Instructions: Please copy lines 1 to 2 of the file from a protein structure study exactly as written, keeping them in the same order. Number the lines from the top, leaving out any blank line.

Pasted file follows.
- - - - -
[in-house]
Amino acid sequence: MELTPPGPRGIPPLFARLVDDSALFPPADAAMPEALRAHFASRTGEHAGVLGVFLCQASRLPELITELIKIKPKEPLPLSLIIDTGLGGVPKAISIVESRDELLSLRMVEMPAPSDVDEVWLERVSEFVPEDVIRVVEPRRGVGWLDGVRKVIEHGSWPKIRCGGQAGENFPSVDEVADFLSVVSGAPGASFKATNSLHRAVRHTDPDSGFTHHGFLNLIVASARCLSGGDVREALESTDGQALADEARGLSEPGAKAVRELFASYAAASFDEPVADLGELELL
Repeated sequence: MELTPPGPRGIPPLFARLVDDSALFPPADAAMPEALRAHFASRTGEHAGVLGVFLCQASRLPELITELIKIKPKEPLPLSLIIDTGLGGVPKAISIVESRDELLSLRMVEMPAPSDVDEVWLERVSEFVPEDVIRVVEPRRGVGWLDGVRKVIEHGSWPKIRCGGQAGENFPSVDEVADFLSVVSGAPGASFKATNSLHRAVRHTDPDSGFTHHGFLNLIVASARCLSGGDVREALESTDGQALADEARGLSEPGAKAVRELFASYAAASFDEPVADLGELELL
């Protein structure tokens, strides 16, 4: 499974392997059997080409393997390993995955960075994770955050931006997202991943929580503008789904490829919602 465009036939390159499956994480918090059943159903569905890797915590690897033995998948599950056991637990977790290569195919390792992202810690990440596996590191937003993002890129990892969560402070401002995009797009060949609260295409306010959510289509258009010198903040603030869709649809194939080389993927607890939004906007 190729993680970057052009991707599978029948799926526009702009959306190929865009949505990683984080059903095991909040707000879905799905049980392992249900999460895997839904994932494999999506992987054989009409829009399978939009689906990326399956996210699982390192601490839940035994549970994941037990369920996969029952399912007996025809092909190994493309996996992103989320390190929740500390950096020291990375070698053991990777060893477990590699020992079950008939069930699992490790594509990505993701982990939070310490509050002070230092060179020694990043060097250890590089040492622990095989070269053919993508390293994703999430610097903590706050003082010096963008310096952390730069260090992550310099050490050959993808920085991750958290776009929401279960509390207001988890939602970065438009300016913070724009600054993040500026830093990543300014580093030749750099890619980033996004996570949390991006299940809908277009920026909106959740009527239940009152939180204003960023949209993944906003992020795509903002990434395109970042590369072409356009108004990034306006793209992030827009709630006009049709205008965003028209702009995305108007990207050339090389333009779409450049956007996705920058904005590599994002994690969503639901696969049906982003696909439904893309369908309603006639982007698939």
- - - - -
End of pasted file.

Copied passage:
[in-house]
Amino acid sequence: MELTPPGPRGIPPLFARLVDDSALFPPADAAMPEALRAHFASRTGEHAGVLGVFLCQASRLPELITELIKIKPKEPLPLSLIIDTGLGGVPKAISIVESRDELLSLRMVEMPAPSDVDEVWLERVSEFVPEDVIRVVEPRRGVGWLDGVRKVIEHGSWPKIRCGGQAGENFPSVDEVADFLSVVSGAPGASFKATNSLHRAVRHTDPDSGFTHHGFLNLIVASARCLSGGDVREALESTDGQALADEARGLSEPGAKAVRELFASYAAASFDEPVADLGELELL